Radioactivity refers to the particles which are emitted from nuclei as a result of nuclear instability. Because the nucleus experiences the intense conflict between the two strongest forces in nature, it should not be surprising that there are many nuclear isotopes which are unstable and emit some kind of radiation. The most common types of radiation are called alpha, beta, and gamma radiation, but there are several other varieties of radioactive decay.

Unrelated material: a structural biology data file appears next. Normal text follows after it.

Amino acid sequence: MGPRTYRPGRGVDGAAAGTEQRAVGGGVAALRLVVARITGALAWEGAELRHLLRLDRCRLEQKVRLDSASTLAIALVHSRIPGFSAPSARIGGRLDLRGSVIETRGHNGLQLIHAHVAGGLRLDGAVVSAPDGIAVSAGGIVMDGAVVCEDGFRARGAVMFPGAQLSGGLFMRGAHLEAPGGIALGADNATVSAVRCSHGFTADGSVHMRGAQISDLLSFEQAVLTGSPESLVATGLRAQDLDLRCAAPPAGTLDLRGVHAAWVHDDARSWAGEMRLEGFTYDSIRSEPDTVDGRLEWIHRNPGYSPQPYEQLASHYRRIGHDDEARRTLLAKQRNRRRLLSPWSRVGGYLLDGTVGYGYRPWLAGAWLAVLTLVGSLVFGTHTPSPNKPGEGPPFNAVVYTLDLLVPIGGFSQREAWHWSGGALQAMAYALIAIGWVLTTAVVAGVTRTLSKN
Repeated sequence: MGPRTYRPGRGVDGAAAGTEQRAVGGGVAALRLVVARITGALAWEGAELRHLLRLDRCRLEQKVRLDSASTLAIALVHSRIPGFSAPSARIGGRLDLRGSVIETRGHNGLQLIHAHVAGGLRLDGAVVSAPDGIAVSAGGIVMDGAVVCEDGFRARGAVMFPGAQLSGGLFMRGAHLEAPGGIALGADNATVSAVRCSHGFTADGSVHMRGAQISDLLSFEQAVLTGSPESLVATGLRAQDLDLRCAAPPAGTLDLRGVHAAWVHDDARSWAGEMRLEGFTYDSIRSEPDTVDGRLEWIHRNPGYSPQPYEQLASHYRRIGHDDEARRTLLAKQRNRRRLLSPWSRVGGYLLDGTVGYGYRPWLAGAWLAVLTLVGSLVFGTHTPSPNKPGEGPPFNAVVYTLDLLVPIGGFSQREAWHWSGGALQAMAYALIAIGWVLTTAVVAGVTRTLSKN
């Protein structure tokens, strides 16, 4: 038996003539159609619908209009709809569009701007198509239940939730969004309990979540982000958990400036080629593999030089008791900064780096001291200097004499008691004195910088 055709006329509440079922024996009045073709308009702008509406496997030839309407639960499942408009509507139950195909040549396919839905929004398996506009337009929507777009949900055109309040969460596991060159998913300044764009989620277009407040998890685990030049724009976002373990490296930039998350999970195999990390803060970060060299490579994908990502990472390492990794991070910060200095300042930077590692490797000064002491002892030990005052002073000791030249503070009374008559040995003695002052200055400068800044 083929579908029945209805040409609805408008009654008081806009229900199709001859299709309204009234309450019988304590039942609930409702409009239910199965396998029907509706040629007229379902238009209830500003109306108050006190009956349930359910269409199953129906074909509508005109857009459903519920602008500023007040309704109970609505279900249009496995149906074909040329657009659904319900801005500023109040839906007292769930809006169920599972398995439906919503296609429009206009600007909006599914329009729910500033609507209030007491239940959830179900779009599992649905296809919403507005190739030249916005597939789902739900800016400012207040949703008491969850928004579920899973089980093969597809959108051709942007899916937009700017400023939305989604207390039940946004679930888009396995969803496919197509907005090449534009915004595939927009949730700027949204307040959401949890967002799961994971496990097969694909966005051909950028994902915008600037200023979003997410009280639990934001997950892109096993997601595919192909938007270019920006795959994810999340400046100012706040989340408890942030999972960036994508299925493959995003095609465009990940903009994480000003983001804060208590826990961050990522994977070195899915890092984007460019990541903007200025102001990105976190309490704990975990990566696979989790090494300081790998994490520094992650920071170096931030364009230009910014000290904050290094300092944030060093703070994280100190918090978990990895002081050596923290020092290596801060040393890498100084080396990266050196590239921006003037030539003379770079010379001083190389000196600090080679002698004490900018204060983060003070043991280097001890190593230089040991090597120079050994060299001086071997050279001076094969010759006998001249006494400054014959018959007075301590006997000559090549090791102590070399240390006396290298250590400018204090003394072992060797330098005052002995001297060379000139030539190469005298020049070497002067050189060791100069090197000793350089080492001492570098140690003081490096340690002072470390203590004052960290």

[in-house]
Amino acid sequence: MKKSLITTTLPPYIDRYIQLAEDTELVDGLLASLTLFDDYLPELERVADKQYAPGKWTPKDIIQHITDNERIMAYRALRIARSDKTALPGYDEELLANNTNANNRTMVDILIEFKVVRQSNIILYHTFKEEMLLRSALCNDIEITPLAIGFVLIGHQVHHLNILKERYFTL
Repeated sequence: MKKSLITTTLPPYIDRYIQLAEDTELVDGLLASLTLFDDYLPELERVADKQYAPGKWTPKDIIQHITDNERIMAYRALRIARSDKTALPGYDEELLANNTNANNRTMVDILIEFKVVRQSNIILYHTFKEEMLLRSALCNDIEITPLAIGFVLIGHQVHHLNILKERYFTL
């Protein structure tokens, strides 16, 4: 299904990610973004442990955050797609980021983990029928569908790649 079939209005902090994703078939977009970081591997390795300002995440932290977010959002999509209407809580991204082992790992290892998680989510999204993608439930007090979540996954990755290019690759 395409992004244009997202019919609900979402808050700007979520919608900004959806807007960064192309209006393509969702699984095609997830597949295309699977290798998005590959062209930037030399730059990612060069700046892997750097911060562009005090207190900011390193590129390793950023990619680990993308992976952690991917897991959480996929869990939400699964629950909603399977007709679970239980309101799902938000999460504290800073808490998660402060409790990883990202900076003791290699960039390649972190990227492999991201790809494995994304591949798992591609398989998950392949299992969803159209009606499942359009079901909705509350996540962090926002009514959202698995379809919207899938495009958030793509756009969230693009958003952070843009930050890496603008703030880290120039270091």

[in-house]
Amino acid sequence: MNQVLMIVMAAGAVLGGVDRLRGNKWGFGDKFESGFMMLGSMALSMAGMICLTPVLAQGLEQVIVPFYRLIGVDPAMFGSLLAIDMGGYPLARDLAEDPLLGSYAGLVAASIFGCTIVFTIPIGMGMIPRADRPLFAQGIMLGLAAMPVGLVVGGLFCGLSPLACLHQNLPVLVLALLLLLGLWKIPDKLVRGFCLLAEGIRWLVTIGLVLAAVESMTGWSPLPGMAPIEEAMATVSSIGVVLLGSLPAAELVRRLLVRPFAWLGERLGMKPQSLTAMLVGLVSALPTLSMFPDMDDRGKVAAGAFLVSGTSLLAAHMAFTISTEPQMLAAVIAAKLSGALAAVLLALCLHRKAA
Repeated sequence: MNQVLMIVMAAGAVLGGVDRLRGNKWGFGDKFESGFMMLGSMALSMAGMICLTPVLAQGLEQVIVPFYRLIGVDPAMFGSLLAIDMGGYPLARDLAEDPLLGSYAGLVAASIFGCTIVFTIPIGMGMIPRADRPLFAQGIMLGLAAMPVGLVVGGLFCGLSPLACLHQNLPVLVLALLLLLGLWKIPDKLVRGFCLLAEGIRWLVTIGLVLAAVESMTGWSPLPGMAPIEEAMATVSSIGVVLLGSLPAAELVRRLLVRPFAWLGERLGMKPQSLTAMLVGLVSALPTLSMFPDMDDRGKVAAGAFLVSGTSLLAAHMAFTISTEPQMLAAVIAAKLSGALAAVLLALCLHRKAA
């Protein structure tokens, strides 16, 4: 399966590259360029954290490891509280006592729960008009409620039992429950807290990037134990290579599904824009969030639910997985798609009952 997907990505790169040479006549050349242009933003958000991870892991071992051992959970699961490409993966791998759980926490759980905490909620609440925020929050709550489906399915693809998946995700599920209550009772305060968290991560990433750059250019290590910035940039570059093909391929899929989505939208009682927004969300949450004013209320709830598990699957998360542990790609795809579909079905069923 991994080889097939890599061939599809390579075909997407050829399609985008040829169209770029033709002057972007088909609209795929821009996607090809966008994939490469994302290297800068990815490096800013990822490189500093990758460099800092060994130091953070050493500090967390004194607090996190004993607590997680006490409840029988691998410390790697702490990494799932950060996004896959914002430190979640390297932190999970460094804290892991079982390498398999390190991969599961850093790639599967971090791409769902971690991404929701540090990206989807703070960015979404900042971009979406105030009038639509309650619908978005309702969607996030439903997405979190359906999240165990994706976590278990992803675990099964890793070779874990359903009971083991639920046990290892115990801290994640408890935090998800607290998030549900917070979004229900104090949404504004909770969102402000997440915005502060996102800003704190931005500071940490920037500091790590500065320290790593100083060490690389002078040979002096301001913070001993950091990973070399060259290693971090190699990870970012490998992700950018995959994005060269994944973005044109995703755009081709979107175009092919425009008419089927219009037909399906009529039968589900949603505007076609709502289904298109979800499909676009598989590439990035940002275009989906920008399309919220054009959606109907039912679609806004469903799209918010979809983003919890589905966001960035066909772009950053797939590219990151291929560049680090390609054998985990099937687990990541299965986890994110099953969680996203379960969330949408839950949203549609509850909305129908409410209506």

Radioactive decay rates are normally stated in terms of their half-lives, and the half-life of a given nuclear species is related to its radiation risk. The different types of radioactivity lead to different decay paths which transmute the nuclei into other chemical elements. Examining the amounts of the decay products makes possible radioactive dating.
Radiation from nuclear sources is distributed equally in all directions, obeying the inverse square law.